The Census & Statistic Department’s data reveals women continue to be paid much less than men. In the professional and business services in 2015, the average female pay was about HK$12,000 a month, while men drew HK$18,000. The only sector where the gender gap was equal was in real estate, with both averaging HK$9,000 a month.
Even at the managerial level, there was an income gap of up to 12.5 percent between the sexes in 2015. At entry level the gap was wider — 22.2 percent in 2015.
Law Chi-kwong, associate professor in the Department of Social Work &Administration of the University of Hong Kong (HKU), said that the income gap between women and men is mainly caused by the gap in the work hours they put in and in terms of experience.
“Statistically, men work more and women stay home more. It is a culture issue,” said Law.
Law is also a member of the government’s Commission on Poverty and is chairperson of the Community Care Fund Task Force.
Between 2001 and 2015, while 17,400 people rose above the government defined poverty line, 18,900 women fell below it. Oxfam program head Kalina Tsang Ka-wai says women are taking up low-paid, part-time and non-skilled jobs as they need to work flexible hours to be able to attend to family obligations.
The Hong Kong Employment Ordinance requires people to be employed for at least 18 hours a week on four consecutive weeks, by the same employer, to be able to claim employee benefits. Many part-time working mothers – a quarter of the women who have joined the workforce since 2011 to be exact — are missing out on these perks.
Professor Law said working part-time helps but not much towards alleviating poverty. Single parenthood is a major cause of poverty among women, said Law, adding that single mothers outnumber single fathers in the city.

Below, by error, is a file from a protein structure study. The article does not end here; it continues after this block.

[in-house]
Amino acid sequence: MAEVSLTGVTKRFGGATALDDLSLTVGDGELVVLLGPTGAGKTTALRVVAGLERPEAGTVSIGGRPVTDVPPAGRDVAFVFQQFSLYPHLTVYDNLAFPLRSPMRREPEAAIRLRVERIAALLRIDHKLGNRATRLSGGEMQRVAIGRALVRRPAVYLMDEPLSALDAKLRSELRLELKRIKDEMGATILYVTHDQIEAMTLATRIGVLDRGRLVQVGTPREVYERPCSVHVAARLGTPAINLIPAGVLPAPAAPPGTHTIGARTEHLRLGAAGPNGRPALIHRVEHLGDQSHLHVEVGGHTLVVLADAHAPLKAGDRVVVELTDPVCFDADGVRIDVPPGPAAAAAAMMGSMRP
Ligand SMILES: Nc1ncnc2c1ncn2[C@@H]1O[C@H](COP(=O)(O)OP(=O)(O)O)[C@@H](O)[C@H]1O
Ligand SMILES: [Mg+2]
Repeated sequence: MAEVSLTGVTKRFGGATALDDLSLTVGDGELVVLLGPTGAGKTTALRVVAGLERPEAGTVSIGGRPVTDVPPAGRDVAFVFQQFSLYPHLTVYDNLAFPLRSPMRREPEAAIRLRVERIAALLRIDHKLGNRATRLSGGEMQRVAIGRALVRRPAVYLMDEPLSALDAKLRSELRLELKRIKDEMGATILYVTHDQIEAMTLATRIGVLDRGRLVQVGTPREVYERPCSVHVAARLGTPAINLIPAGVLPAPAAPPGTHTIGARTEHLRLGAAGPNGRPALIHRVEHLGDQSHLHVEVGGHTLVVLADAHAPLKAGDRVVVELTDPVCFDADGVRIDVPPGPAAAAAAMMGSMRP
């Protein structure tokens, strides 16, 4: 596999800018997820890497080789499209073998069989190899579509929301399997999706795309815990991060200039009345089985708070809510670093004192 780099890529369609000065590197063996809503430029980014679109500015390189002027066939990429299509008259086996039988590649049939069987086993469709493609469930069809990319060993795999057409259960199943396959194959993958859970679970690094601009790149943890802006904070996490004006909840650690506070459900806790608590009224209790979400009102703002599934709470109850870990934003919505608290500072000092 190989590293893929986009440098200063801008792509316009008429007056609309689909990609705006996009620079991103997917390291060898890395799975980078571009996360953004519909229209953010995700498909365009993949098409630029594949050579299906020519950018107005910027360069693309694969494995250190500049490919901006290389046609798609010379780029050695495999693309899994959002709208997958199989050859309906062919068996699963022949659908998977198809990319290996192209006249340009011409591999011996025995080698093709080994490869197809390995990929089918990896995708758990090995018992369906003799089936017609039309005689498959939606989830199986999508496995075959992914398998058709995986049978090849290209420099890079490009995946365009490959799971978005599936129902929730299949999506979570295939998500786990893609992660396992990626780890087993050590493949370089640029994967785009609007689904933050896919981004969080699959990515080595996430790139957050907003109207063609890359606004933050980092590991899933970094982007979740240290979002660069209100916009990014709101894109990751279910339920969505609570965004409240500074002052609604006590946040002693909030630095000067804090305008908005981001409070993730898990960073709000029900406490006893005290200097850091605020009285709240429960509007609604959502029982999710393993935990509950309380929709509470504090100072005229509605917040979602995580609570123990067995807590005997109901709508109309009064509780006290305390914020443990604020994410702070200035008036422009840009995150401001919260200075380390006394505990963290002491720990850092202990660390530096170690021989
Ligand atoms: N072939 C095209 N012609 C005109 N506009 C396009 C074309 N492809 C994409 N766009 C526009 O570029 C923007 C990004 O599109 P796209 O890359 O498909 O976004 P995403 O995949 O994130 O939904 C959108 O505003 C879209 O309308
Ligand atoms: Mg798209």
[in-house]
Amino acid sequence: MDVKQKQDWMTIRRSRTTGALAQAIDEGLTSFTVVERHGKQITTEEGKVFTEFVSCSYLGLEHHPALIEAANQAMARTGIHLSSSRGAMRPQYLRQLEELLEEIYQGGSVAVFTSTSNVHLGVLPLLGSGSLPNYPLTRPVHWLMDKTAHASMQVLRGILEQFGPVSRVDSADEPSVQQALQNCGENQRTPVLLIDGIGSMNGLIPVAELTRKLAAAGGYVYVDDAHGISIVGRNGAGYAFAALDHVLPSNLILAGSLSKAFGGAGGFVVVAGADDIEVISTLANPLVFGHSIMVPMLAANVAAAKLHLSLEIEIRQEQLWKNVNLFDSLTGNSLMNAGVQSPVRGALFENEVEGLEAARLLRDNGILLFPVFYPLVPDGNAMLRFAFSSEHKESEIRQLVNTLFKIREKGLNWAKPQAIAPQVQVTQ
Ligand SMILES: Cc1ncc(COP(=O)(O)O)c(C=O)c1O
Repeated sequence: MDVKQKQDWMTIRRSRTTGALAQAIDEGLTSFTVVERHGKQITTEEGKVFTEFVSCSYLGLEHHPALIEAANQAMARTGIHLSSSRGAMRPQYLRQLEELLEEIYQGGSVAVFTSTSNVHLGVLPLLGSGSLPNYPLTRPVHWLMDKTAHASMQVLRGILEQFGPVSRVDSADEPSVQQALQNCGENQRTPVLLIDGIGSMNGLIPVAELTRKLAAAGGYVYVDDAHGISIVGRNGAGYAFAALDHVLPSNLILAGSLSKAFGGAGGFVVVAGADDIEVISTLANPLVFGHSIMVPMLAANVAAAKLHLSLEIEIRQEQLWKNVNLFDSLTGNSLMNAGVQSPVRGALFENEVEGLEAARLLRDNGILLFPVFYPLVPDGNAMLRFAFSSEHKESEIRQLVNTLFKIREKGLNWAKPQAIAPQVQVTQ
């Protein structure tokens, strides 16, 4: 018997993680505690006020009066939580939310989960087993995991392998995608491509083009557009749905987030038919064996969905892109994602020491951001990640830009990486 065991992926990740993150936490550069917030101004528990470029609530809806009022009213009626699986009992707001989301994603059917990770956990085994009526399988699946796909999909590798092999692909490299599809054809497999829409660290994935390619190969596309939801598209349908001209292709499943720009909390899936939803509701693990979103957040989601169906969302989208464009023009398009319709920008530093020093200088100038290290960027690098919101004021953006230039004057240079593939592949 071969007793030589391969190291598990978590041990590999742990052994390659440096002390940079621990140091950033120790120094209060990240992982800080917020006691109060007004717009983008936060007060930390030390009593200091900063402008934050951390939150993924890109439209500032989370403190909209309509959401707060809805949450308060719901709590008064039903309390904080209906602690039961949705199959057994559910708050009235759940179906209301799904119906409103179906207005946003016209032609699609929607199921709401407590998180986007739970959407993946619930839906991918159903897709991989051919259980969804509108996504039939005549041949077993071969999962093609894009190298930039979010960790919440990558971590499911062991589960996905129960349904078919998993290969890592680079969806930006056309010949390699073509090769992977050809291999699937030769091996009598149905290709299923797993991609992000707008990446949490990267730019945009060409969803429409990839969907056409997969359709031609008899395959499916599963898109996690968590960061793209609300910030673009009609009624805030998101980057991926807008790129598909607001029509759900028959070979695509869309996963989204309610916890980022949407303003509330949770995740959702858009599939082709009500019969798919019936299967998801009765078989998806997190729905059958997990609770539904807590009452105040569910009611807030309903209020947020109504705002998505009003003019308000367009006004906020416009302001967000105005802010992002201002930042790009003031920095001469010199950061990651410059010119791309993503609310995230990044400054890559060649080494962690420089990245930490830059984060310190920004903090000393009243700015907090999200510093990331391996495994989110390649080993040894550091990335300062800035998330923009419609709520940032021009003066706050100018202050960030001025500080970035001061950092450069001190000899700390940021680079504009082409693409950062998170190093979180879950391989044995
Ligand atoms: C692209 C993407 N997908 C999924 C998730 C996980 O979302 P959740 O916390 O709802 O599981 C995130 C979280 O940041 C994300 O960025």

Although the number of housewives not having a salaried job has dropped from 744,600 in 2001 to 622,400in 2015, they still account for 19.4 percent of the women population in the city. Excluded from the Mandatory Provident Fund (MPF) system that covers salaried people, these women, when they turn 65, receive a monthly HK$2495 old age allowance. Should they need such support, they would also be eligible to get monthly allowance from the Comprehensive Social Security Assistance (CSSA) for a basic living. At 70 they become entitled to HK$1290 “fruit money” per month.
In countries such as Canada and Sweden a married woman is allowed to share the pension credits of her spouse. In the US and Japan, the spouse of an insured worker too would draw a pension, based on the worker’s contribution, in old age.
Local think tank, Bauhinia Foundation Research Centre, suggested the government set up a match fund to encourage people to make MPF contributionsto be credited to their homemaker spouse. The matching ratio will gradually be reduced as the income of the household grows. Law of the HKU seconded the idea of making MPF contributions on behalf of an unemployed spouse. At present there is no such provision in Hong Kong.
Serious intent or tokenism?
In 2001 Hong Kong government set up the Women’s Commission, to evolvea long-term vision and strategy. It would also review government policies related to women and make recommendations.
The government also rolled out a massive “gender mainstreaming” campaign, in 2002, to promote greater awareness about women’s issues.
However, Linda To Kit-lai, executive director of HER Fund, an NGO promoting women’s rights, said the Commission answered directly to the Labour and Welfare Bureau, and hence had little influence on policy-making since their recommendations were not binding.